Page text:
Barbara Brooks Kimmel is the CEO and Cofounder of Trust Across America-Trust Around the World whose mission is to help organizations build trust. Barbara also runs the world’s largest global Trust Alliance, is the editor of the award winning TRUST INC. book series and a Managing Member at FACTS® Asset Management, a NJ registered investment advisor. In 2012 she was named one of “25 Women who are Changing the World” by Good Business International, and in 2017 she became a Fellow of the Governance & Accountability Institute. Barbara holds a BA in International Affairs and an MBA.

Copyright (c) 2017, Next Decade, Inc.

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Mar
17

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I was recently watching a John Oliver YouTube video about televangelists whose charities are somewhat suspicious, and it got me thinking about experts, “gurus” and “influencers.” Sadly, there are plenty of phony preachers in that space too. In fact, a colleague likes to remind me that not all trust experts are trustworthy. Imagine that!

These are some first-hand examples of phony preachers:

  • The leadership “consultant” who seeks out sound bytes from those with real expertise for an upcoming paid speaking “gig.” After all, why pass up the opportunity to get paid even if it’s for a speech you are not qualified to deliver.
  • The prolific leadership “writer” whose work is never written by them or even original. Quotes lifted from famous philosophers, entire blog entries cut and pasted from the work of others. And when called out, lies about it.
  • The world “renowned” nominee who asks for a vote for “Thinkers 50,” but who freely “borrows” PowerPoint and Slideshare presentations from those with genuine expertise, and when caught redhanded, brushes it off.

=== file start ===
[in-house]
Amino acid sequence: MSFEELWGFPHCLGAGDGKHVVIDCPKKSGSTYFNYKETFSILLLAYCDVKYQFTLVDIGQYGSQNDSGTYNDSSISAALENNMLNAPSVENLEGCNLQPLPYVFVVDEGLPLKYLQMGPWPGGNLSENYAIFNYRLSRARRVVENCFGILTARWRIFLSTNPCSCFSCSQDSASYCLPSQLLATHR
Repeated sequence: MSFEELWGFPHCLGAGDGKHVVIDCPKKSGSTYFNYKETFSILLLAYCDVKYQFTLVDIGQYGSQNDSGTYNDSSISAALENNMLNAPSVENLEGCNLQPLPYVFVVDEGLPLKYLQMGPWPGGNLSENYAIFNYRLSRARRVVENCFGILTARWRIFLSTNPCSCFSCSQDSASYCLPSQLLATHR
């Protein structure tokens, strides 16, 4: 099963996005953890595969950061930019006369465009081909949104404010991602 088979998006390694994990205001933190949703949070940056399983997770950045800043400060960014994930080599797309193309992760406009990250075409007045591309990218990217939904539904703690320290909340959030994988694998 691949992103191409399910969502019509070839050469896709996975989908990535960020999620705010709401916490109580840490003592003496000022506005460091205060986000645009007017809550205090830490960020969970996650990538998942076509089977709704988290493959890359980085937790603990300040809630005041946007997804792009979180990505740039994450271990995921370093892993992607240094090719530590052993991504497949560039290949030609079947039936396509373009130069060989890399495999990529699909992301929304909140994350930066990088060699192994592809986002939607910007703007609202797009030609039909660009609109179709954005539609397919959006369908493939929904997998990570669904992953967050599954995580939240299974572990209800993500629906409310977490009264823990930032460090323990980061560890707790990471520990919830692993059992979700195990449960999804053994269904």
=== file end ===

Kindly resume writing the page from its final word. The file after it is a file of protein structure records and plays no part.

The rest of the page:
• The “character expert” who writes about plagiarism, but doesn’t bother to check (or care) whether those whose work they themselves reference is original or plagiarized.
  • The “trust guru” who forgets to say “thank you” when a good deed is done for them.

Is it any wonder that trust continues to decline across all major institutions? After all, if the advisors, coaches, thought leaders, experts and influencers are not living that which they preach (and that’s being polite,) what other outcome could possibly be expected?

But every story has a silver lining. It’s called a bell curve and like any business, even in “trust” there are some real deals. I am honored to know many of them who have been named to our annual Top Thought Leaders in Trust over the past seven years.

In the early years of this annual recognition, someone suggested that there need not be a requirement that the honorees walk their talk. Imagine that suggestion! The “real deals” are not those who are the most active on social media or who claim a (t00) long laundry list of accomplishments. Instead, they are often the voice you may not hear, and whose name you may not recognize… researchers, scholars, consultants and leaders who have put in their time, paid their dues, and have earned the privilege to speak, consult and guide others. People with real credentials who know what trust is and act accordingly.

When I was a kid, my dad liked to remind me not to allow anyone to “pull a snow job.” If you’ve never heard that expression, Merriam-Webster offers the following definition: “a strong effort to make someone believe something by saying things that are not true or sincere.

Anyone can call themselves an expert. It’s up to the “buyer” to determine if they’ve earned the right to use that title.

Barbara Brooks Kimmel is the CEO and Cofounder of Trust Across America-Trust Around the World whose mission is to help organizations build trust. Barbara also runs the world’s largest global Trust Alliance, is the editor of the award winning TRUST INC. book series and a Managing Member at FACTS® Asset Management, a NJ registered investment advisor. In 2012 Barbara was named one of “25 Women who are Changing the World” by Good Business International, and in 2017 she was named a “Fellow” of the Governance & Accountability Institute. Barbara holds a BA in International Affairs and an MBA.